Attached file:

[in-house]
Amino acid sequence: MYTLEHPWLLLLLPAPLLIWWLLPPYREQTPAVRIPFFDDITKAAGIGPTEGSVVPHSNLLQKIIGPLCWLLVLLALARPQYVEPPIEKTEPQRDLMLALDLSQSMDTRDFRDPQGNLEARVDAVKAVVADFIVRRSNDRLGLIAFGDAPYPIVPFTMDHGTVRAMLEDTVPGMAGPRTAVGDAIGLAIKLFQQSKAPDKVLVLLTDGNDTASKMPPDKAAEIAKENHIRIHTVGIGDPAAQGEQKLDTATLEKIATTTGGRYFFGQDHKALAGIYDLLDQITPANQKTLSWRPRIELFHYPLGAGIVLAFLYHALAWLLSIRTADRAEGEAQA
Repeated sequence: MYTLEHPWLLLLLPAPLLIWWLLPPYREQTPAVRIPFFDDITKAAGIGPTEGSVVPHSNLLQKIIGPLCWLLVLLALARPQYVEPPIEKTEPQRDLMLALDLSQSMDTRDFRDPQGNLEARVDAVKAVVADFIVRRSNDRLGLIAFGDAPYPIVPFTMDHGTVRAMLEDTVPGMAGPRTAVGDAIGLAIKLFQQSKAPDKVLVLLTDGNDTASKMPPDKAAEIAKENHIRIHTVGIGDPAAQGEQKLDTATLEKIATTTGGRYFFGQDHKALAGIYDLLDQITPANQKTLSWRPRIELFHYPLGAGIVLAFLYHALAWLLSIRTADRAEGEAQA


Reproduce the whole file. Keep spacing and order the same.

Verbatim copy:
[in-house]
Amino acid sequence: MYTLEHPWLLLLLPAPLLIWWLLPPYREQTPAVRIPFFDDITKAAGIGPTEGSVVPHSNLLQKIIGPLCWLLVLLALARPQYVEPPIEKTEPQRDLMLALDLSQSMDTRDFRDPQGNLEARVDAVKAVVADFIVRRSNDRLGLIAFGDAPYPIVPFTMDHGTVRAMLEDTVPGMAGPRTAVGDAIGLAIKLFQQSKAPDKVLVLLTDGNDTASKMPPDKAAEIAKENHIRIHTVGIGDPAAQGEQKLDTATLEKIATTTGGRYFFGQDHKALAGIYDLLDQITPANQKTLSWRPRIELFHYPLGAGIVLAFLYHALAWLLSIRTADRAEGEAQA
Repeated sequence: MYTLEHPWLLLLLPAPLLIWWLLPPYREQTPAVRIPFFDDITKAAGIGPTEGSVVPHSNLLQKIIGPLCWLLVLLALARPQYVEPPIEKTEPQRDLMLALDLSQSMDTRDFRDPQGNLEARVDAVKAVVADFIVRRSNDRLGLIAFGDAPYPIVPFTMDHGTVRAMLEDTVPGMAGPRTAVGDAIGLAIKLFQQSKAPDKVLVLLTDGNDTASKMPPDKAAEIAKENHIRIHTVGIGDPAAQGEQKLDTATLEKIATTTGGRYFFGQDHKALAGIYDLLDQITPANQKTLSWRPRIELFHYPLGAGIVLAFLYHALAWLLSIRTADRAEGEAQA